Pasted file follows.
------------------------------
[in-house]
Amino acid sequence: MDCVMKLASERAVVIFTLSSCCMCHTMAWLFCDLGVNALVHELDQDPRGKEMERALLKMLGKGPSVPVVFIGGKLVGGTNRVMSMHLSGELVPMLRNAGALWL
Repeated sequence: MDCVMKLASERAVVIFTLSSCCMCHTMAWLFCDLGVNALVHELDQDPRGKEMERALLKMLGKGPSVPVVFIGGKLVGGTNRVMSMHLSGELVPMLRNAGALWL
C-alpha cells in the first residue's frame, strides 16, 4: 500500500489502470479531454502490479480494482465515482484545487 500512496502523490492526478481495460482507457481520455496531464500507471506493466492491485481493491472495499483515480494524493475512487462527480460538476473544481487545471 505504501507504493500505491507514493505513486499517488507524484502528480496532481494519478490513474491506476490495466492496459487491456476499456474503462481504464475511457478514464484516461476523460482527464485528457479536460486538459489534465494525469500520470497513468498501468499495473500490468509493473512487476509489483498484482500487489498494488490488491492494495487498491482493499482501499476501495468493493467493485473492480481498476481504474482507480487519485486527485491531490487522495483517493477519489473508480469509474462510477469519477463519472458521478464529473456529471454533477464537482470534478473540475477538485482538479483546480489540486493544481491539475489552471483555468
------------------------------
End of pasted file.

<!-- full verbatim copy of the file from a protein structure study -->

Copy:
[in-house]
Amino acid sequence: MDCVMKLASERAVVIFTLSSCCMCHTMAWLFCDLGVNALVHELDQDPRGKEMERALLKMLGKGPSVPVVFIGGKLVGGTNRVMSMHLSGELVPMLRNAGALWL
Repeated sequence: MDCVMKLASERAVVIFTLSSCCMCHTMAWLFCDLGVNALVHELDQDPRGKEMERALLKMLGKGPSVPVVFIGGKLVGGTNRVMSMHLSGELVPMLRNAGALWL
C-alpha cells in the first residue's frame, strides 16, 4: 500500500489502470479531454502490479480494482465515482484545487 500512496502523490492526478481495460482507457481520455496531464500507471506493466492491485481493491472495499483515480494524493475512487462527480460538476473544481487545471 505504501507504493500505491507514493505513486499517488507524484502528480496532481494519478490513474491506476490495466492496459487491456476499456474503462481504464475511457478514464484516461476523460482527464485528457479536460486538459489534465494525469500520470497513468498501468499495473500490468509493473512487476509489483498484482500487489498494488490488491492494495487498491482493499482501499476501495468493493467493485473492480481498476481504474482507480487519485486527485491531490487522495483517493477519489473508480469509474462510477469519477463519472458521478464529473456529471454533477464537482470534478473540475477538485482538479483546480489540486493544481491539475489552471483555468